There are the following criteria for selecting authentic materials for university EFL lessons [4]: 1) percentage of authenticity; 2) content appropriateness; 3) compatibility with objectives of the EFL course; 4) usability.

But for all that, authentic materials must be used in accordance with students abilities and level of foreign language knowledge [1]. Some researchers [2; 3] state that the materials in question can be employed solely with intermediate and advanced level students, whereas others [6] think that all learners, even with lower levels of English knowledge, are able to work with authentic materials at foreign language university lessons. So, the choice is up to foreign language teachers, who know the students and their English language proficiency at a particular stage of training.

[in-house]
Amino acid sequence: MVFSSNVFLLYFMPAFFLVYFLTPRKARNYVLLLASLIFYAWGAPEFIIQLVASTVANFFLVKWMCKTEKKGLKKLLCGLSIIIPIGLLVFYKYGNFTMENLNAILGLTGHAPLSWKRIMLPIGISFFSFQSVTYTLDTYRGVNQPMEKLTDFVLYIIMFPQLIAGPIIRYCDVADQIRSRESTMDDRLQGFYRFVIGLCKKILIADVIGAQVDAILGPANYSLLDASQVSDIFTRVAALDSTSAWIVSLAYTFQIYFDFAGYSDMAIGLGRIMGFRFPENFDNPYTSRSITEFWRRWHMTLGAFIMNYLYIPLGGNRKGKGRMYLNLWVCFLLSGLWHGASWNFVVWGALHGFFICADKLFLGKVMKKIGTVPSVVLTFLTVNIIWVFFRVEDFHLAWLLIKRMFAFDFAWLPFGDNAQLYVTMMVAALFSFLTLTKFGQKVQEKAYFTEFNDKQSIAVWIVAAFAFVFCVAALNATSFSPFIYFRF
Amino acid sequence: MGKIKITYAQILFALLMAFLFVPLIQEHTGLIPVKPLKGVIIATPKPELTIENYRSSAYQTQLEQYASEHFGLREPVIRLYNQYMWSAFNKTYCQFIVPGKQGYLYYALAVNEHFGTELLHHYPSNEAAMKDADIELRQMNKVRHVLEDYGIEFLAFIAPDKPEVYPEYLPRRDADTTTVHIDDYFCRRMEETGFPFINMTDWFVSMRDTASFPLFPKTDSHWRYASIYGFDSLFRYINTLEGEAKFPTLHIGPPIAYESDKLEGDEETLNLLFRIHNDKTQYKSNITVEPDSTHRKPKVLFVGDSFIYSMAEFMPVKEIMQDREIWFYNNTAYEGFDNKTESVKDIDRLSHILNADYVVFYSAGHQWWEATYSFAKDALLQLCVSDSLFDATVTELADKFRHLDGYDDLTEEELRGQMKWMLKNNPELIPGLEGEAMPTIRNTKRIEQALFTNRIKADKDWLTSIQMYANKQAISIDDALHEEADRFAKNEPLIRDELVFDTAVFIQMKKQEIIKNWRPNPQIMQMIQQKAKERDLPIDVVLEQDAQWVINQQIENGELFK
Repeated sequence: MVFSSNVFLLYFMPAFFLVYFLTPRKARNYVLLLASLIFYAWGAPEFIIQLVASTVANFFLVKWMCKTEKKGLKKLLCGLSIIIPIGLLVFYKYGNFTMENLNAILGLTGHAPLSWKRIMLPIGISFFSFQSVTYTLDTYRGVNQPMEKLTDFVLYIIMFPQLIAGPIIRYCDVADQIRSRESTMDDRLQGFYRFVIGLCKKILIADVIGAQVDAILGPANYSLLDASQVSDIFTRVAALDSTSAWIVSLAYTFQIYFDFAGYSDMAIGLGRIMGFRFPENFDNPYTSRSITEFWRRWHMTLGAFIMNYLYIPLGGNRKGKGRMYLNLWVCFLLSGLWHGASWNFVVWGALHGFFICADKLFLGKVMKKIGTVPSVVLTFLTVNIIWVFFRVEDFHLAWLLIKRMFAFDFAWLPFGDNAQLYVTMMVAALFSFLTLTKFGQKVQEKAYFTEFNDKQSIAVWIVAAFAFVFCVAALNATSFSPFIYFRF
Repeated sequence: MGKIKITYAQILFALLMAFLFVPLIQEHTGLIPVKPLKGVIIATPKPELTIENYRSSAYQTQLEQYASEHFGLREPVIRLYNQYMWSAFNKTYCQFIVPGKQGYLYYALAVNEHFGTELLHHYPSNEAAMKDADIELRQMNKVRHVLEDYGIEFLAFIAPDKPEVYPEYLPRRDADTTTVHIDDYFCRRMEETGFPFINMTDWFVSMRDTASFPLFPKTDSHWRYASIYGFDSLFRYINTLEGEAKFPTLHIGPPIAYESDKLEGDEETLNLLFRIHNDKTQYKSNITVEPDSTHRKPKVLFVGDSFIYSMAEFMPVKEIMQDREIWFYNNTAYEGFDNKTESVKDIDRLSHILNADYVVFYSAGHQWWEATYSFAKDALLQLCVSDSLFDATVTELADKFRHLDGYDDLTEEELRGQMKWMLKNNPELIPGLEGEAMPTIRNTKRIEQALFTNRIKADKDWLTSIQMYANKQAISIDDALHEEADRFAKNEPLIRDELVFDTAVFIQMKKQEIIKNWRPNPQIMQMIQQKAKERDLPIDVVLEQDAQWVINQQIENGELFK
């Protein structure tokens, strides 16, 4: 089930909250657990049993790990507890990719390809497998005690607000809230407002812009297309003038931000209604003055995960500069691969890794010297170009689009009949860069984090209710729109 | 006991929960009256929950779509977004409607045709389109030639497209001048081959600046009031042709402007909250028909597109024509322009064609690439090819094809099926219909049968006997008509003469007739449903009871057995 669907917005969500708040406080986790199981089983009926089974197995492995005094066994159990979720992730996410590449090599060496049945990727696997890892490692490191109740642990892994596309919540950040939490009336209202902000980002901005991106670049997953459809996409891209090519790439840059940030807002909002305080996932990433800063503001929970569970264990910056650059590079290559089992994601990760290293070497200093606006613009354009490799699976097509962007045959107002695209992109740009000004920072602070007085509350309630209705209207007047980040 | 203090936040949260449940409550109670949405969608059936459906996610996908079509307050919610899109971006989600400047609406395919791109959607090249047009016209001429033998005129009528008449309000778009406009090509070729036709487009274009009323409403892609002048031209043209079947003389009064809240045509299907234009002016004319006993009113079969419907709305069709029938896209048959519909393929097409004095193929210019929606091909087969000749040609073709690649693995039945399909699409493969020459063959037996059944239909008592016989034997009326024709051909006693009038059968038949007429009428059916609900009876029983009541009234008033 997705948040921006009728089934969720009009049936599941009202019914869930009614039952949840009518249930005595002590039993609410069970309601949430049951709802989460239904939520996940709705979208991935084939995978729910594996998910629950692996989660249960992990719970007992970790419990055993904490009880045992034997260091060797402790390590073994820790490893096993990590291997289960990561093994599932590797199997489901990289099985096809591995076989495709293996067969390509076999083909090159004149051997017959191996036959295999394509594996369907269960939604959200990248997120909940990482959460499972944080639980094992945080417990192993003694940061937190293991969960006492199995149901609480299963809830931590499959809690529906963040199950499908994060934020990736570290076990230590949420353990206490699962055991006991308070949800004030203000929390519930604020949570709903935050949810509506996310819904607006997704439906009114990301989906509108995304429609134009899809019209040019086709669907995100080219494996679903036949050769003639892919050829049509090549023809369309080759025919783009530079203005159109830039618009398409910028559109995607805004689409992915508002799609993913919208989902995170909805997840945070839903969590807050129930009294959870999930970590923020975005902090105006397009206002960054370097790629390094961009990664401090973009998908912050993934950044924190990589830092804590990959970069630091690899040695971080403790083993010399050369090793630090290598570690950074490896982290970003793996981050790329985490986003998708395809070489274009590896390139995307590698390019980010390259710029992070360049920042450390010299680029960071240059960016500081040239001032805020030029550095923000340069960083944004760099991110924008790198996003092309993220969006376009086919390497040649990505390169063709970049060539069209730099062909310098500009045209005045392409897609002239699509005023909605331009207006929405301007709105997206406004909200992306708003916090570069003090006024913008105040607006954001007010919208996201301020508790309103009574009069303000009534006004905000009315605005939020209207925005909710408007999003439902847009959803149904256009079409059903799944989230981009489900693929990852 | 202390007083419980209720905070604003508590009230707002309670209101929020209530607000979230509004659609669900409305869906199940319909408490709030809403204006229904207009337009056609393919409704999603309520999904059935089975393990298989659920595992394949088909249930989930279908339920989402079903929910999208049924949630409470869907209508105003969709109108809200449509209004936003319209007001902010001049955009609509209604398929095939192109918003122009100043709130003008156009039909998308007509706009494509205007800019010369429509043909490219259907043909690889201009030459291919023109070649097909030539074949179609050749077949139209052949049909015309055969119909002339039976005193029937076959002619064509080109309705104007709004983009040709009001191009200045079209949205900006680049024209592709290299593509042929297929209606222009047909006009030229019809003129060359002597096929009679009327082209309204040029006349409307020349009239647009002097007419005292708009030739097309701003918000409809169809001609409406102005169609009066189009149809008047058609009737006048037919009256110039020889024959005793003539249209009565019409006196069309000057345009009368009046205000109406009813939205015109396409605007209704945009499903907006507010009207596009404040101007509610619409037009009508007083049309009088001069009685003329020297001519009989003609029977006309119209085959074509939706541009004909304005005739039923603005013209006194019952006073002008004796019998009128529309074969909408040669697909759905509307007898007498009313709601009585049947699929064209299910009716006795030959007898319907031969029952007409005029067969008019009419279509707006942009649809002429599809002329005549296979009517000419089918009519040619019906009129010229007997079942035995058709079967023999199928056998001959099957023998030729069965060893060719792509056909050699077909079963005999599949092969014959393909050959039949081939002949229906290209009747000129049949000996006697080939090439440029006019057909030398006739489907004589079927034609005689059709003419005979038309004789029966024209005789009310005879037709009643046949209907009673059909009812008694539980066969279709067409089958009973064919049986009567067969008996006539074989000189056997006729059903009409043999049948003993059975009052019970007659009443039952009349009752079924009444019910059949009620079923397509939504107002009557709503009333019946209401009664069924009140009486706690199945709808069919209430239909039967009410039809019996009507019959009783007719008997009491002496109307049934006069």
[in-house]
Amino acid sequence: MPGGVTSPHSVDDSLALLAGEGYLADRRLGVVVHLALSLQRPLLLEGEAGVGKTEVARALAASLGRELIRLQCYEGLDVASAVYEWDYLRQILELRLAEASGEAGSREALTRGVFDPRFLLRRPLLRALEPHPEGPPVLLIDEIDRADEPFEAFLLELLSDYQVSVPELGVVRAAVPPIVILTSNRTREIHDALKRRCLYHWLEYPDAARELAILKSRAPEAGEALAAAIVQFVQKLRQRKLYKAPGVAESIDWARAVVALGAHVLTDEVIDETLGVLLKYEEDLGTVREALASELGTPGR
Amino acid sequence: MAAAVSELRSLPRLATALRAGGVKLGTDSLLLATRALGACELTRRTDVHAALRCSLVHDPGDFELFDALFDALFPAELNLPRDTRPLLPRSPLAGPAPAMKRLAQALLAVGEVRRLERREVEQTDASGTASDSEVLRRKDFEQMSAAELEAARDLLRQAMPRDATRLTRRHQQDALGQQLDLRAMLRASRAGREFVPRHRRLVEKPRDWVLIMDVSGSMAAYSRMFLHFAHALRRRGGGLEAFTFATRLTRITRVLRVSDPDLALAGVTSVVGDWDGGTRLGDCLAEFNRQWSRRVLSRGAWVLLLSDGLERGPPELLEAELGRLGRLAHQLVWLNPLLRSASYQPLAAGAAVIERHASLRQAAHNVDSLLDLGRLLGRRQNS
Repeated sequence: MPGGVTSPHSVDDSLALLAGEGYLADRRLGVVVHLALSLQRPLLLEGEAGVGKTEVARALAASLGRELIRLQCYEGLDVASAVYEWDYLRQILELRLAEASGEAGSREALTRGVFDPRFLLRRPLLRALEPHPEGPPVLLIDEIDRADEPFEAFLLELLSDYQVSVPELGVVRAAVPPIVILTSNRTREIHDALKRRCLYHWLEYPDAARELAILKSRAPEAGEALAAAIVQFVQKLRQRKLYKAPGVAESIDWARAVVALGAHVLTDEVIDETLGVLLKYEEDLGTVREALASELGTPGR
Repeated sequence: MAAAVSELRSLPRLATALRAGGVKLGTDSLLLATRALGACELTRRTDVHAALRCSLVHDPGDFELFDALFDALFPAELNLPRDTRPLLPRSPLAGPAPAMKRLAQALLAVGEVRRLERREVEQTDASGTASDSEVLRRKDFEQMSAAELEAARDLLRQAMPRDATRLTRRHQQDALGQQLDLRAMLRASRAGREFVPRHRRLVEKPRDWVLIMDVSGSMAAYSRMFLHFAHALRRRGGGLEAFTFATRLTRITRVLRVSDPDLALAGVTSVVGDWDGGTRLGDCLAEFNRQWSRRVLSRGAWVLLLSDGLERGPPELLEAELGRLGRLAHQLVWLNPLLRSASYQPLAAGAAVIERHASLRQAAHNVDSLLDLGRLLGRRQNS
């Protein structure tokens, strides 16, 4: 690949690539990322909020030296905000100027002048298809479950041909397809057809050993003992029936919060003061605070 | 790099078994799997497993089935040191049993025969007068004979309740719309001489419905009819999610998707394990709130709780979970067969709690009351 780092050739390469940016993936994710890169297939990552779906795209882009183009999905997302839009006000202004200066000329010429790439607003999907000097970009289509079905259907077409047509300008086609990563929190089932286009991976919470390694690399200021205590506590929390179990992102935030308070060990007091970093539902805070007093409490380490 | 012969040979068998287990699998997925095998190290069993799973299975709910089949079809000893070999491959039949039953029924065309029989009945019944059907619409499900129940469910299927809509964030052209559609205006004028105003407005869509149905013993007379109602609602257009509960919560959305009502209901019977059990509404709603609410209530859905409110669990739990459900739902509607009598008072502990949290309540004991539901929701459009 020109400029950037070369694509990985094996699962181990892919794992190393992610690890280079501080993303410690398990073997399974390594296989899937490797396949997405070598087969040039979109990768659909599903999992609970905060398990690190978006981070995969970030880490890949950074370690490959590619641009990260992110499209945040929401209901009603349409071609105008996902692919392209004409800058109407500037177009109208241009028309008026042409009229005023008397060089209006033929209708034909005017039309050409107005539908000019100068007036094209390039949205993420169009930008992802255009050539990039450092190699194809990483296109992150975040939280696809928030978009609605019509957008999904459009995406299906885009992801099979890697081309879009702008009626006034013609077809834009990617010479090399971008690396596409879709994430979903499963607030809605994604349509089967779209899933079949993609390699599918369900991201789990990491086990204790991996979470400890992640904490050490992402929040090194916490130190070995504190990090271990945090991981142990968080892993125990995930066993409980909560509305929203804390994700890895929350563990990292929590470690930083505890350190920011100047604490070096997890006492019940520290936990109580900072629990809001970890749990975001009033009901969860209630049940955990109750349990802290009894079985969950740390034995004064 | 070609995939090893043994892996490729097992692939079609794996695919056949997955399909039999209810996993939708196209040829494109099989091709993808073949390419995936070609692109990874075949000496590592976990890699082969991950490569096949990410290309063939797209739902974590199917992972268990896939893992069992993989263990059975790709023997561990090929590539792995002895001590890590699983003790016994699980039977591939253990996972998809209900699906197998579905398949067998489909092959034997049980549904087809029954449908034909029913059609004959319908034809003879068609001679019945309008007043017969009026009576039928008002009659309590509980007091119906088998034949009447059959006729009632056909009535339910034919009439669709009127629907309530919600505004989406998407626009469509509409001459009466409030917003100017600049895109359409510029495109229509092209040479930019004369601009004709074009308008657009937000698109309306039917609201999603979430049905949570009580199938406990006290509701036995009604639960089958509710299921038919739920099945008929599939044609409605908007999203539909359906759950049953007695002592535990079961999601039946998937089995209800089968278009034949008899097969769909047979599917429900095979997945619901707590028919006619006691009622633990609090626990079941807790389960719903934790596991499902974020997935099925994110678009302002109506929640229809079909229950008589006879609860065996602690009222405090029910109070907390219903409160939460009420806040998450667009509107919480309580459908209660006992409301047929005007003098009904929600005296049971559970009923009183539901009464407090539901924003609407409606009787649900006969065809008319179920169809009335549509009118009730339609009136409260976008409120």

To sum up, it should be said that correctly selected and used English authentic audio-visual or textual materials is an indispensable element of any EFL teaching at the university. They may be used with technical students and students-linguists, with people having intermediate or advanced levels of foreign language knowledge. But the one thing remains certain authentic materials at English lessons is a key to the preparation of highly-qualified students, sure in their level of communicative skills and confident in their ability to use suitable vocabulary and grammar in the process of genuine real-life communication with foreigners, including their colleagues from other countries.

References: